The perfect time to renovate your pasture

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pasture

“My biggest pasture weed problem is foxtails, what should I do to control them?” This was the comment and question of a recent phone call I received.

Foxtails, yellow, green and giant, are annual weeds. In a pasture situation, annual weeds such as foxtails, ragweed, pigweed, crabgrass and barnyard grass, are the result of pasture management.

These weeds require soil disturbance and bare soil to germinate and grow. Any practice that opens up or destroys the sod base allows these weeds to flourish.

My caller admitted that those foxtails were growing in an area where hay had been fed in bale rings. Since foxtail is not a desirable forage species, we have to consider options to improve or renovate that pasture area.

Late summer provides a window of opportunity to renovate weedy or thin pasture areas and there are a couple of good options to accomplish that task. The first step in any pasture improvement or renovation is a review of the soil pH and soil fertility levels.

Do you have a current (less than three years old) soil test for the pasture area you want to improve? If not, start with collecting a good soil sample. For pure grass stands, soil pH should be a minimum of 6.0 and preferably 6.3.

If legumes are in the mix, soil pH should be in the 6.5 to 6.8 range. Soil phosphorus levels are important to help a new seedling develop a root system. Minimum soil phosphorus levels requirements are 15 ppm Bray P1 (28 Mehlich 3) for pure grass stands and 25 ppm Bray P1 (40 Mehlich 3) for legume or legume mix stands.

Potassium is generally associated with winter hardiness and playing a role in disease resistance.

For most Ohio soils, a test level of 100 to 120 ppm is a minimum recommendation. Make any needed adjustments to soil pH or soil fertility before adding any forage seed.

An important consideration for my phone caller, and for most pasture renovation projects, is weed control.

Controlling weeds

Control weeds, especially perennial weeds, before planting any forages. Control options include mowing, tillage and herbicides or a combination of these methods.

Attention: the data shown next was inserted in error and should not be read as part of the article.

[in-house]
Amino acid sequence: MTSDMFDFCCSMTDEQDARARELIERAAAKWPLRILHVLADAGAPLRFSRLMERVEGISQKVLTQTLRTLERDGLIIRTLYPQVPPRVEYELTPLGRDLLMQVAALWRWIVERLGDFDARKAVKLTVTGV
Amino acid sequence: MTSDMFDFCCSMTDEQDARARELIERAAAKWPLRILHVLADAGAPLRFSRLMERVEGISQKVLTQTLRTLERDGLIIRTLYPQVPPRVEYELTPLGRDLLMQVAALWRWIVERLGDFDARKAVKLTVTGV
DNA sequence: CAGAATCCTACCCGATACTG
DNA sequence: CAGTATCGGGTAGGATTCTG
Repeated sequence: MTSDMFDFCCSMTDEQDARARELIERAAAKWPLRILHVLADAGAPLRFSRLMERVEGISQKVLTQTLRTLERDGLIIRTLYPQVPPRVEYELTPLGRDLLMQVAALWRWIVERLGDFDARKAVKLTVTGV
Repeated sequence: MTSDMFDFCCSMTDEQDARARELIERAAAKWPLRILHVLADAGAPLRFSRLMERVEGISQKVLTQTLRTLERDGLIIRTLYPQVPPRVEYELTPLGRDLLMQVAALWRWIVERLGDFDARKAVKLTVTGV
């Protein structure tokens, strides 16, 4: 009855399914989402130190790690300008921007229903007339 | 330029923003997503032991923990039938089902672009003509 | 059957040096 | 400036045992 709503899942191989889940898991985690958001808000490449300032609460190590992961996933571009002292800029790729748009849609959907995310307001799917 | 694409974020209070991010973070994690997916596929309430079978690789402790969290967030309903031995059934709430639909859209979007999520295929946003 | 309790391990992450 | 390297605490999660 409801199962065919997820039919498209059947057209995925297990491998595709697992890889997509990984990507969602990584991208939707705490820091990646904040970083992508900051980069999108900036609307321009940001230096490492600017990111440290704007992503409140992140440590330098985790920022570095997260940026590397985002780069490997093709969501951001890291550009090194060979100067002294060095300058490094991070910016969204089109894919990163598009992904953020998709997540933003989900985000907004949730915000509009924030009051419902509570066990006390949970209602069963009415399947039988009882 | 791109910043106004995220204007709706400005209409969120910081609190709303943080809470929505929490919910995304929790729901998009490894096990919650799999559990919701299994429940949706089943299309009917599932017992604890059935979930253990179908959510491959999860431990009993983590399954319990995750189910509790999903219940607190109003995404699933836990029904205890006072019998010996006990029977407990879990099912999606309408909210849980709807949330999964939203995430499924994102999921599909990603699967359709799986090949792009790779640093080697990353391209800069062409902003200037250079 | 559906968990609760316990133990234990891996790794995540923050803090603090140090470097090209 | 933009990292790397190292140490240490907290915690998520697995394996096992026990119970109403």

Mowing annual weeds after they have entered seed formation but before seeds are viable can provide some control. Mowing, unless done multiple times, is not as effective for perennial weeds because they can draw upon root reserves to regrow.

Tillage provides good weed control, especially for annual weeds and generally sets back perennial weeds enough to reduce competition and allow new forage plants to establish. Tillage is also useful to level out and smooth out a pasture area that has ruts and rough spots due to winter feeding and/or intense hoof action.

The downside is that tillage can also provide opportunity for other annual weeds to germinate and perennial weeds may regrow. Additionally, tillage is not suitable for many pasture situations because of the risk of soil erosion after tillage.

Herbicides work well for no-till seeding or in combination with mowing and tillage. The two primary herbicide options in pasture renovation are burndown with paraquat (Gramoxone), a non-systemic contact herbicide, or use of a systemic glyphosate product, either alone or in combination with a 2,4-D product.

The paraquat option is attractive when there are desirable perennial forage plants in the stand because the chemical will not kill them, only burn the top growth off. Note that paraquat is a restricted use pesticide that requires a pesticide license to purchase and use.

The glyphosate or glyphosate/2,4-D option should be used when the intent is to kill everything down to the roots and start over. Always read and follow label directions regarding rates, timing, planting restrictions after application, application volumes and personal protective equipment.

Forage options include planting either an annual or a perennial species. The Ohio Agronomy Guide recommends completing the planting of perennial legumes by the end of August. There is a little more leeway for perennial grasses, but even so, the recommendation is to complete planting by early September.

If you need to pull a soil test and then apply lime or fertilizer there may not be time to get planting completed by these dates.

In some cases, if 2,4-D was used in an herbicide tank mix, there may be a wait period before planting because 2,4-D can have some soil activity.

Check the label

What are options for September planting dates? You can take a chance and plant later. Depending upon the kind of fall we have, the planting could still be successful.

Another option is the use of annual small grains. Small grains like winter triticale, winter wheat and winter cereal rye can all be planted in September and even into October and provide good cover to reduce soil erosion over the winter. When planted in late August to early September, small grains provide some late fall grazing.

All these species will overwinter and start growth in early spring to provide some spring grazing as well. Late summer and early fall provide an opportunity to control problem weeds in pastures and renovate the pasture stand.

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